Cambridgeport + MIT: Future Possibilities of Northwest Campus

This plan offers two alternative, long-range visions for managing future growth and development of the Northwest Campus of the Massachusetts Institute of Technology (MIT), located in the Cambridgeport neighborhood of Cambridge, MA. The work was commissioned by MIT’s Office of Campus Planning (OCP), and the project was conducted by a team of graduate students from MIT’s Department of Urban Studies and Planning, as part of a practicum class on community growth and land use planning. The team was asked for to fulfill MIT’s programmatic needs in a bold and thoughtful manner that would serve MIT, their priorities for the neighborhood.

Armed with this background, and a suite of urban planning skills, they arrived at two alternative scenarios for future development. One, the Arts scenario, envisions MIT’s many cultural innovations “spilling” out of the west campus and into the Cambridgeport neighborhood. In this scenario, a pedestrian bridge allows access to MIT’s new theater building on Vassar Street, while performance spaces work with artistic and crafting makerspaces to enliven the neighborhood with MIT’s rich supply of creative performance and visual artists. Mixed-use buildings elsewhere provide the housing and office space MIT needs, while also activating the street and providing retail and dining amenities to nearby students and residents. The second scenario, Innovation, envisions using the neighborhood as a home for many of MIT’s current and future collaborative innovation projects. This vision features co-working spaces, makerspaces, and other buildings that encourage the cross-disciplinary collaboration for which MIT is justly famous. A gallery helps to make visible all the great work going on, while a community center allows for a more social type of collaboration between the MIT and residential communities.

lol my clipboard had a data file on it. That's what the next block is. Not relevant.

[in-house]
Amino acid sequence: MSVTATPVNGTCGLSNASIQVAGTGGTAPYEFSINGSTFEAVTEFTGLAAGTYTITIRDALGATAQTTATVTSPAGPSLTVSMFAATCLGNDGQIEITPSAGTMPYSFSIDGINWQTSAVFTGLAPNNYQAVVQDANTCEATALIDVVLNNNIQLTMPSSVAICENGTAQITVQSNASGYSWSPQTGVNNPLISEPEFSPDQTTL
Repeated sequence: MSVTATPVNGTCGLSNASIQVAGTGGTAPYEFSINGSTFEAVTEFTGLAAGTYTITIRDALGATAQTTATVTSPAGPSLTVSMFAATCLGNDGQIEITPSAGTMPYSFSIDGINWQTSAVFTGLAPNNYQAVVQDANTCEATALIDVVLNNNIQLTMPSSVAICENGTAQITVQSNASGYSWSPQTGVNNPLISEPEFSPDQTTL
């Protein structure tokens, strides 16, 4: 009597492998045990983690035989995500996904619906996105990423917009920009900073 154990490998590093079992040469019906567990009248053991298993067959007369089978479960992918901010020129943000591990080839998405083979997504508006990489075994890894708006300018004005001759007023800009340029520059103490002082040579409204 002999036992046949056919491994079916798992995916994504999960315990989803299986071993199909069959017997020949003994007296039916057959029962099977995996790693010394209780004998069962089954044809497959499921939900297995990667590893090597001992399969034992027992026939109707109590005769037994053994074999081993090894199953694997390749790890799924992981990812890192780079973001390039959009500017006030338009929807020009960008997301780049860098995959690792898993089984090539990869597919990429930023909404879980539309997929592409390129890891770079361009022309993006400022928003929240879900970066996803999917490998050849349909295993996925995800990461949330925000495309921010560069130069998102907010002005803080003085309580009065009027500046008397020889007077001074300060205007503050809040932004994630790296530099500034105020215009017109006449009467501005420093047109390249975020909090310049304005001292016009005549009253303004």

This scenario also explicitly recommends that some of its housing allotment go towards affordable housing development, which is aligned with the priorities of the residential community and the city. What is common to both scenarios is the team’s overall goal for the future: a neighborhood that is livable, equitable, and accessible to all, which preserves the area’s rich history and identity while generating new vibrancy and interweaving the MIT and residential communities. Furthermore, the scenarios are not meant to be mutually exclusive. Rather, each highlights particular ways of enhancing the study area, while also addressing the needs and priorities of the South Cambridgeport neighborhood and MIT community.